FORT KENT, Maine — Despite coming in more than $1 million over the estimated budget, a bid has been accepted from a northern Maine contractor for the construction of the entry ramp to the new international bridge connecting Fort Kent and New Brunswick.
The Maine Department of Transportation is issuing a letter of intent to award the contract to Soderburg Construction of Caribou for what is now anticipated to be a $4,212,790 project, nearly 34 percent above the $3.1 million initial state estimate, according to Joel Kittredge, DOT project manager.
Two bids were submitted for the project, Kittredge said, from Soderberg and from Ed Pelletier and Sons of Madawaska, which were opened Aug. 21.
“The bids obviously came in well above the MDOT estimates,” Kittredge said on Friday. “This was largely due to the nature of the work, the expectation the construction will take place while traffic flow is maintained and certain time elements.”
The extra $1 million for the entry ramp project is currently available, Kittredge said.
Among the outside pressures affecting the bids, according to Kittredge, is the requirement the lane be usable in time for the World Acadian Congress next August and the need to coordinate with federal agencies in relocating structures and lanes for cross-border traffic and inspections.
“This is a small area with a lot going on,” the project manager said.
In July, DOT Commissioner David Bernhardt said that during the access road construction phase, the bridge will be closed to heavy truck traffic for up to 42 days, and all trucks will be detoured 20 miles to the next nearest crossing between Madawaska and Edmunston, New Brunswick.
Soderberg will need to work closely with officials from U.S. Customs and Border Protection throughout the ramp construction phase.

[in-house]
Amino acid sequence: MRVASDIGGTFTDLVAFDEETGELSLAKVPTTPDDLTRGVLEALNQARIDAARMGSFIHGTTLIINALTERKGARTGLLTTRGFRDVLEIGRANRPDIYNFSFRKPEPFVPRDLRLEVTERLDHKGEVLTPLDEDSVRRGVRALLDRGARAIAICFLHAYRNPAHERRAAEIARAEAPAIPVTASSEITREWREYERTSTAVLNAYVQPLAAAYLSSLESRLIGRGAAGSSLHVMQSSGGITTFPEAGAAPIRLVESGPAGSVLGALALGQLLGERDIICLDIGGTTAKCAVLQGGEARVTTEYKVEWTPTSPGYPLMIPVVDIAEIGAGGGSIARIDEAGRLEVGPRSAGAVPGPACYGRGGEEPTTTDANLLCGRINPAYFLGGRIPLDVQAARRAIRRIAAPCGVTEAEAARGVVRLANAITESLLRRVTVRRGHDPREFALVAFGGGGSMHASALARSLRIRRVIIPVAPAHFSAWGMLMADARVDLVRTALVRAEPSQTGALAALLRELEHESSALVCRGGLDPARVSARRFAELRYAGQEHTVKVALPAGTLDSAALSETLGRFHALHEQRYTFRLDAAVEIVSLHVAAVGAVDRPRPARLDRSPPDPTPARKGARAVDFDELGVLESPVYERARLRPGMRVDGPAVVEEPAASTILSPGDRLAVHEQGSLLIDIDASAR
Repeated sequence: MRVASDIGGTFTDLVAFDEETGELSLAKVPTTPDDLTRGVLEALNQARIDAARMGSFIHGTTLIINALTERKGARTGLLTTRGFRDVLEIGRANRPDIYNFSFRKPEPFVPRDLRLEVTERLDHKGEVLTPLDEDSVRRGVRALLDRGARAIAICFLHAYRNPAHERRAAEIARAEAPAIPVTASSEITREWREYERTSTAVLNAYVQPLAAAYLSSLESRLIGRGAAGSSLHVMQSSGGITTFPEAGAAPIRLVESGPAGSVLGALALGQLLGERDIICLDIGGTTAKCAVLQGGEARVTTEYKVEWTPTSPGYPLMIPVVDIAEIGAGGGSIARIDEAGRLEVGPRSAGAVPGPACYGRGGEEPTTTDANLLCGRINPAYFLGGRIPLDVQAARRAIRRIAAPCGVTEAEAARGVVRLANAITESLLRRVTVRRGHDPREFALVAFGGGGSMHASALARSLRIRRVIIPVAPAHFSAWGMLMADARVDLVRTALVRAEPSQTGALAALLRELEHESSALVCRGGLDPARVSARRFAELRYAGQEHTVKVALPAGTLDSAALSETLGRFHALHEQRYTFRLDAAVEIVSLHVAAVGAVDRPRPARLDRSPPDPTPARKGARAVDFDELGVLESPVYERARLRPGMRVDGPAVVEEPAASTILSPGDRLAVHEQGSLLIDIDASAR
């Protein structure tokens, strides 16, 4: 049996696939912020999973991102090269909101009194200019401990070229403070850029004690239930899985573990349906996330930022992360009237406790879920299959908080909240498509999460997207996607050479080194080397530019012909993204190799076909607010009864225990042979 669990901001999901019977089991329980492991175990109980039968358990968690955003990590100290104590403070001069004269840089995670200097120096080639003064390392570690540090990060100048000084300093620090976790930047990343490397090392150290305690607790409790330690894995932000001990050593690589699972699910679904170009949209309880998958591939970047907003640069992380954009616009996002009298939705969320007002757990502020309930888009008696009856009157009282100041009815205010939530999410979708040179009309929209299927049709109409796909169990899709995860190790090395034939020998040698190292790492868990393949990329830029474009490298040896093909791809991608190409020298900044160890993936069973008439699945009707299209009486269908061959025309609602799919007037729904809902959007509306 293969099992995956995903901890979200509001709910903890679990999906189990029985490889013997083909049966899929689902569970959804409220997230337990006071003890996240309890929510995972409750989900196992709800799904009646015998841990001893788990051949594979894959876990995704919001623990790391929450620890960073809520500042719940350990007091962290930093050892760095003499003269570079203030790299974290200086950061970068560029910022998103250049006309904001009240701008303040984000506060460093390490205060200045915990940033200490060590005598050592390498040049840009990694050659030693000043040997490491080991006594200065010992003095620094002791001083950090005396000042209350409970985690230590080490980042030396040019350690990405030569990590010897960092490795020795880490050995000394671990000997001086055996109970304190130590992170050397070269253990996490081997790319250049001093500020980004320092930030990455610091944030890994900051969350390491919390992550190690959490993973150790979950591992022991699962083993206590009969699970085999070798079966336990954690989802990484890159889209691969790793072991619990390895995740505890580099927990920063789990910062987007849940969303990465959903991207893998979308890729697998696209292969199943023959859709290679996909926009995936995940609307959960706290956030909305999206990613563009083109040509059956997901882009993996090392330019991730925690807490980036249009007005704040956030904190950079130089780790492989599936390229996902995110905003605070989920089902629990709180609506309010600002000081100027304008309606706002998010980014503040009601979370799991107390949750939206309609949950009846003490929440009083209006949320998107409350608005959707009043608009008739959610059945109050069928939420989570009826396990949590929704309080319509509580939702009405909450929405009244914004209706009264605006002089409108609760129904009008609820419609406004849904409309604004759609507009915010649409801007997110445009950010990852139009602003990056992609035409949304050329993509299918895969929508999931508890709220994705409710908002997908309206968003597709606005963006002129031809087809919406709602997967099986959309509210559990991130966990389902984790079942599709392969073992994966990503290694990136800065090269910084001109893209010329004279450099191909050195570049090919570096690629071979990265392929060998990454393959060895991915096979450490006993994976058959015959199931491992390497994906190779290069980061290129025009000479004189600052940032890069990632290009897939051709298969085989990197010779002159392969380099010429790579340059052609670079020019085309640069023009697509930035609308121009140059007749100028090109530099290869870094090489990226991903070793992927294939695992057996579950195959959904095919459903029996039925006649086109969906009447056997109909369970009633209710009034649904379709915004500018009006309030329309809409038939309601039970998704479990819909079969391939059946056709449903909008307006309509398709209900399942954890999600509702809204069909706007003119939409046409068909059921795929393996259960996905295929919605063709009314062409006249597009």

On Friday, a spokesperson for Customs and Border Protection said her agency is ready to work with the contractor.
“CBP has and will continue to collaborate with our partners, stakeholders and the local community as we work together on any operational infrastructure changes in the Fort Kent area that balance security with the needs of the local community and the upcoming World Acadian Congress,” Shelbe Benson-Fuller of U.S. Customs and Border Protection’s office of public affairs said Friday. “We are very committed to working with all stakeholders toward this shared goal while maintaining international traffic flow at all times as equipment and lanes are shifted over to the new bridge.”
About 1,900 vehicles travel on the bridge daily, according to a Maine Department of Transportation study, and in 2009 the agency determined wear and tear on the 730-foot-long steel truss-style bridge was making it unsafe for the existing traffic flow.
Since then, both countries have posted a weight limit on the bridge, restricting heavy truck traffic to one truck at a time on the span and using a system of lights and detours to control traffic.
The importance of moving traffic over the new bridge in time for the World Acadian Congress Aug. 8-24, 2014, cannot be overstated, according to the event’s international co-president.
“It is so critical that it would be difficult to even have the congress without the bridge itself completed and the [access] ramp completed,” George Dumond, who is also the president of the World Acadian Congress regional coordinating committee, said Friday. “We need to have at least two lanes open, and maybe even three.”
The three-week congress, held in different locations every five years, will include hundreds of family reunions, concerts, performances, lectures, athletic and other events celebrating all things Acadian.
For the first time ever, the congress will be hosted by three regions — Maine’s St. John Valley, western New Brunswick and the Temiscouata area in Quebec.
The event typically draws up to 60,000 visitors, according to organizers, and Dumond said there is every indication crowd numbers will be that high next summer.
“There is going to be a huge amount of activity on both sides of the border,” he said. “The ports of entry are crucial to move masses of people from one side to the other [and] that can’t happen without good access to the [Fort Kent] bridge.”
Construction on the new ramp should begin this month and continue until work must cease due to winter weather conditions, Kittredge said.
The new four-span, steel-beam bridge will be 25 feet wider than the existing one and includes three in-river piers and two abutments. The multimillion-dollar contract is being shared evenly by Maine and New Brunswick.